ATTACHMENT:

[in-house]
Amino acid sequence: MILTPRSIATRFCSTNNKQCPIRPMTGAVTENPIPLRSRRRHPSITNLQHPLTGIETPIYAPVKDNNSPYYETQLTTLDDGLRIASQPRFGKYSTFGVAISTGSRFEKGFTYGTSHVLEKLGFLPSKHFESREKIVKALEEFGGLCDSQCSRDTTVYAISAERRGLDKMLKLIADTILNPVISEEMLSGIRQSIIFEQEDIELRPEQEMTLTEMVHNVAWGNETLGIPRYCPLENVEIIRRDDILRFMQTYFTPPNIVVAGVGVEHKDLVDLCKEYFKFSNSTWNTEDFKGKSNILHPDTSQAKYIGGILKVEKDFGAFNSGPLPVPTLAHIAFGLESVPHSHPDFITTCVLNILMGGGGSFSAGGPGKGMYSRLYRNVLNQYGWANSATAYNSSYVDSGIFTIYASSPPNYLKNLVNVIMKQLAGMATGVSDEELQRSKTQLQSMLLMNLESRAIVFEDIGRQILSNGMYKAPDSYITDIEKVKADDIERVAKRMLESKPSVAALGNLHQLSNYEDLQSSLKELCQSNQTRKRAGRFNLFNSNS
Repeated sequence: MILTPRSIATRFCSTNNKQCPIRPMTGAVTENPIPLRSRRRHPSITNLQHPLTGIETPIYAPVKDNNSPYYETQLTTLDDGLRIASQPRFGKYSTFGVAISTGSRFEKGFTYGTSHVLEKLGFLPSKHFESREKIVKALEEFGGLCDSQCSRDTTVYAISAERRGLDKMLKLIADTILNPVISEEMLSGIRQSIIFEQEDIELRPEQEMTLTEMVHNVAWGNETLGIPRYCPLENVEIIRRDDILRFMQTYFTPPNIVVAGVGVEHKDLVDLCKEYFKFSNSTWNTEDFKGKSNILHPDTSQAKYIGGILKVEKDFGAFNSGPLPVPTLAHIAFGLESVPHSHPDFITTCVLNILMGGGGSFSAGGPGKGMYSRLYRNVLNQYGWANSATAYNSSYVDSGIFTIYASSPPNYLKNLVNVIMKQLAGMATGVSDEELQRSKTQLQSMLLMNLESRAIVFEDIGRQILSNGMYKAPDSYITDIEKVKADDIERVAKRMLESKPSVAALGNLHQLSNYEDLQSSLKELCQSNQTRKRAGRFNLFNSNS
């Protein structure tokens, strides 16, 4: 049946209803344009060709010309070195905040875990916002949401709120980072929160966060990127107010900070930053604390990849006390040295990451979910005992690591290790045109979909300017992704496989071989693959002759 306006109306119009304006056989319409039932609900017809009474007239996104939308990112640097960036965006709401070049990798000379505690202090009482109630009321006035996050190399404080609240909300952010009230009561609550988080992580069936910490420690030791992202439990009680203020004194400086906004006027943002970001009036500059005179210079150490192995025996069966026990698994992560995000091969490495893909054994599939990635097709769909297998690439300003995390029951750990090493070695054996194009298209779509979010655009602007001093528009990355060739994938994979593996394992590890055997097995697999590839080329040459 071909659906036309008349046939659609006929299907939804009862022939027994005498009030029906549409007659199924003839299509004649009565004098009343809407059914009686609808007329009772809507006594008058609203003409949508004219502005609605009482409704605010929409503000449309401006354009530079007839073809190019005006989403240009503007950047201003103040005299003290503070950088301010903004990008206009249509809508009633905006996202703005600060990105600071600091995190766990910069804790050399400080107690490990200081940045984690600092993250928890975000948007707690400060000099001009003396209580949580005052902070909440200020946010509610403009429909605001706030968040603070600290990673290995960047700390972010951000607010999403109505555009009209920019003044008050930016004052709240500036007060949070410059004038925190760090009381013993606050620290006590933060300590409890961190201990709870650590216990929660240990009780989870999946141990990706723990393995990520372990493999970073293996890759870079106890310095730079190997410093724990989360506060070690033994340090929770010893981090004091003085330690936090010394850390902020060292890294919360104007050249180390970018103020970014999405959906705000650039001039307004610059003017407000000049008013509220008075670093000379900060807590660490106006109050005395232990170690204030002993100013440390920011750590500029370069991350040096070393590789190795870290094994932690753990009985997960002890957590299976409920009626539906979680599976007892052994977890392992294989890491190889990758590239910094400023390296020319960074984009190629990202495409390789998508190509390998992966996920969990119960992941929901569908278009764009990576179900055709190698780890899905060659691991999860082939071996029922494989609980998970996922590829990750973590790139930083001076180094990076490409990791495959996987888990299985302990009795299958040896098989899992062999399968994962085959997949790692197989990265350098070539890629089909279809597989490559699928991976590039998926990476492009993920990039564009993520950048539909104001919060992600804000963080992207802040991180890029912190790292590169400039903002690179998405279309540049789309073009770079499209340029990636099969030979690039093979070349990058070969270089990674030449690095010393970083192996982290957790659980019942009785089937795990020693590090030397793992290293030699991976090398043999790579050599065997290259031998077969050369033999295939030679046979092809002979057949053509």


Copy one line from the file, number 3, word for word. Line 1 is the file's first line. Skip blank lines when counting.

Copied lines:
Repeated sequence: MILTPRSIATRFCSTNNKQCPIRPMTGAVTENPIPLRSRRRHPSITNLQHPLTGIETPIYAPVKDNNSPYYETQLTTLDDGLRIASQPRFGKYSTFGVAISTGSRFEKGFTYGTSHVLEKLGFLPSKHFESREKIVKALEEFGGLCDSQCSRDTTVYAISAERRGLDKMLKLIADTILNPVISEEMLSGIRQSIIFEQEDIELRPEQEMTLTEMVHNVAWGNETLGIPRYCPLENVEIIRRDDILRFMQTYFTPPNIVVAGVGVEHKDLVDLCKEYFKFSNSTWNTEDFKGKSNILHPDTSQAKYIGGILKVEKDFGAFNSGPLPVPTLAHIAFGLESVPHSHPDFITTCVLNILMGGGGSFSAGGPGKGMYSRLYRNVLNQYGWANSATAYNSSYVDSGIFTIYASSPPNYLKNLVNVIMKQLAGMATGVSDEELQRSKTQLQSMLLMNLESRAIVFEDIGRQILSNGMYKAPDSYITDIEKVKADDIERVAKRMLESKPSVAALGNLHQLSNYEDLQSSLKELCQSNQTRKRAGRFNLFNSNS